I used to make the mistake of checking emails at night. It was the preferred way for my tenants to get in touch. I should have known. Studies show over 90% of people experience elevated blood pressure while checking emails.
That night, it was lucky I wasn’t thrown into cardiac arrest. I could feel the blood pressure rising as the tenant’s emails rolled in.
I’ll spare you the details. They wanted to get out of their lease. It was the neighbours. Apparently, the police wouldn’t attend unless they were armed.
Now, that was the problem with one rental on Auckland’s North Shore. I wonder how the management goes — when as some property seminars suggest — you run a portfolio of housing rentals.
‘Get a property manager,’ people will tell you.
Well, we had one of those, too, on the next property. By this time, the government was introducing a raft of measures. From smoke detectors. To heat pumps. To asbestos. The tax crunch. Then there was the P epidemic.
So, not a month seemed to go by when the property manager wasn’t asking for approval on some expense or compliance check or another…
Of course, tenants should have a healthy home. I have no quibble with that. But, as an investment, the expenses squeezed the rent. And my blood pressure. To the point where the yield was pathetic.
What we’re seeing out there
So, it comes as no surprise that we’re seeing more and more people tell us this:
‘I’ve had a gutsful of managing my rental property for little to no return. You have to keep getting decent capital gains or it’s not worth it. Not sure on those either…’
‘You get nothing in the bank. You don’t want money there either. Where else can I put my funds?’
From my tiler, to relatives, to friends of friends, to the many homes on Trade Me without furniture — landlords are quitting rentals and looking for someplace else.
The New Zealand property mafia
Not so fast. Property values have now reached record levels around the world. For the first time, the US median home price jumped over $300,000. UK homes prices are about at their highest ever.
That’s what happens when governments turn on the money taps. It has to flow somewhere.
But, in the US, that record-high home price is only a multiple of around 4x income. Here in New Zealand, you can reach 9x.
Then there’s the debt supporting that, often beyond mandated maximums overseas.
So the New Zealand situation is even more heated. And there’s many vested interests in keeping that going. A mafia of Aussie bankers, advisers, accountants, coaches, mortgage brokers — you name it. Determined to protect the wealth machine.
You know how it goes. You do the wise thing and seek some ‘independent’ advice. But all too often, the adviser depends on you actually sinking some money into residential property.
Because then they have a flow on income. You’ll need a mortgage. Tax accounting. A trust. And often, they clip the ticket in the form of a commission on the rental home they jack up for you.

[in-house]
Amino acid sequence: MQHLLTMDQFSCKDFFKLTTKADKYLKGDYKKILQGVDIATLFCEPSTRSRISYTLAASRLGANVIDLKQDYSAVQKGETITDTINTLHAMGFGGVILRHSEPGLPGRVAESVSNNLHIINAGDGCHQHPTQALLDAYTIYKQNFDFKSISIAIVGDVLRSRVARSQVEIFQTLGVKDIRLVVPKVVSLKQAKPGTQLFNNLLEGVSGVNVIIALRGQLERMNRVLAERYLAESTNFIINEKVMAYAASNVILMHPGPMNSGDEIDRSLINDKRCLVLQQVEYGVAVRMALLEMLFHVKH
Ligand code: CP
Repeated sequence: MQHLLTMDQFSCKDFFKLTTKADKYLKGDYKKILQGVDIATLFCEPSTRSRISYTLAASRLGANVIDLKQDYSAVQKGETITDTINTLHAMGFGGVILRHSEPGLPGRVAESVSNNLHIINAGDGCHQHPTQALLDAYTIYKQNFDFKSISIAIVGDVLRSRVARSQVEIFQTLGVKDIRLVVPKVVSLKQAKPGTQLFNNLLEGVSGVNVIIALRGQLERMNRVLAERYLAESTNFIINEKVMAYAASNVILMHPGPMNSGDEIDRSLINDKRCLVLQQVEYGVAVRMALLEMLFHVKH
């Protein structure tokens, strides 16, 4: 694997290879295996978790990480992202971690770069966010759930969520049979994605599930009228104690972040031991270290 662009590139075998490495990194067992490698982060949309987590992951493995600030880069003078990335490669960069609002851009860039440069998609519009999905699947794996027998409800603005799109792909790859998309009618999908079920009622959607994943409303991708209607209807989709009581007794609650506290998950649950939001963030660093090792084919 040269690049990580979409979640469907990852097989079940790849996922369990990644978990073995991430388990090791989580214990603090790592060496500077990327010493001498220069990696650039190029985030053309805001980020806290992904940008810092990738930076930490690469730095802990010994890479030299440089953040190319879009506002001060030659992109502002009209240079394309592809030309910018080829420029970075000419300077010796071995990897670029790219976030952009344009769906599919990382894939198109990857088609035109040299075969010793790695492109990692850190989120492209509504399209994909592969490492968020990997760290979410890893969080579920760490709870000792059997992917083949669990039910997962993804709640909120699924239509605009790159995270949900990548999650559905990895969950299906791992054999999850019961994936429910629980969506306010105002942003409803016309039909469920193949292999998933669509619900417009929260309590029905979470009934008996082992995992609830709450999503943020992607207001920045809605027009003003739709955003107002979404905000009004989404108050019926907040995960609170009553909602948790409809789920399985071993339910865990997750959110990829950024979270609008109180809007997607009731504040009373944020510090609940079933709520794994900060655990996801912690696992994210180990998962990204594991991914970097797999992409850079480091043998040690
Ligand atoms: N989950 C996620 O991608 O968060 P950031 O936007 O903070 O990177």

Perhaps things are not so bad when you have a system holding up values. But as the mafia knows well, things can happen. Protection money virtually ended when Italy went into lockdown — though they may seek it retrospectively.
The threats to the property market would be an inflation and interest-rate shock.
That seems moons away. But not for those who grew up in the 1970s and ‘80s. A sudden change in a country’s risk premium can tip the cart. Just ask South Africa. And New Zealand is now carrying a lot more debt both at the household and government level.
What is the canny investor to do?
It comes down to your situation. I like property but I also see endless, bleeding hard work. There’s more servicing needed on the average Kiwi house than on an ageing European car.
Analysis and my own experience tend to suggest the share market has performed at a similar or even better level to Auckland housing for capital gain over the past two decades. And dividend stocks have likely provided much better net yields. All this from a series of well-placed trades on the broker terminal as you build out a robust portfolio.
Yet, shares are not for everyone. They’re a financial asset. You can’t go live under a share certificate. Many people are not able to psychologically cope with the volatility. Their blood pressure cranks up when their portfolio drops 25%. Which it likely did do through the Covid pandemic.
Hardcore property investors will say you miss all the benefits of massive leverage.
This is true, but only to an extent. Sophisticated investors have the option of broker margin. At the wholesale level, this can be as low as 1% above the OCR. But it does take a knowledgeable person to take advantage of that. Especially during volatility.
And when it comes to investing — that is the single best investment you can make. Building your own knowledge and expertise.
Wealth Morning is this country’s leading specialist investment news source. We look for opportunities beyond the radar. And tend to take a contrarian view.
One current opportunity we’re seeing is property. But property owned by listed companies on the share market. We entered one Australian-based business in March, when property in Sydney and Auckland was sitting in the share price at a 30-40% discount. By October, the share price was up over 80%. With steady dividends of around 5% p.a. continuing to flow.
If you’d like to learn more about those sort of opportunities, I encourage you to check out our Lifetime Wealth Investor Premium Research.
And if you’re a more experience investor and qualify as Wholesale or Eligible, we have a more hands-on service to help you build a portfolio. It’s called Vistafolio — and you can learn more about that here.
What I will tell you is now that I’m more focused on investing in the financial markets — and less on residential property — my blood pressure is good. Hefty stress is a bad memory, not an email reality.
Take a closer look at what we’re doing and see what you think.
Editor, Wealth Morning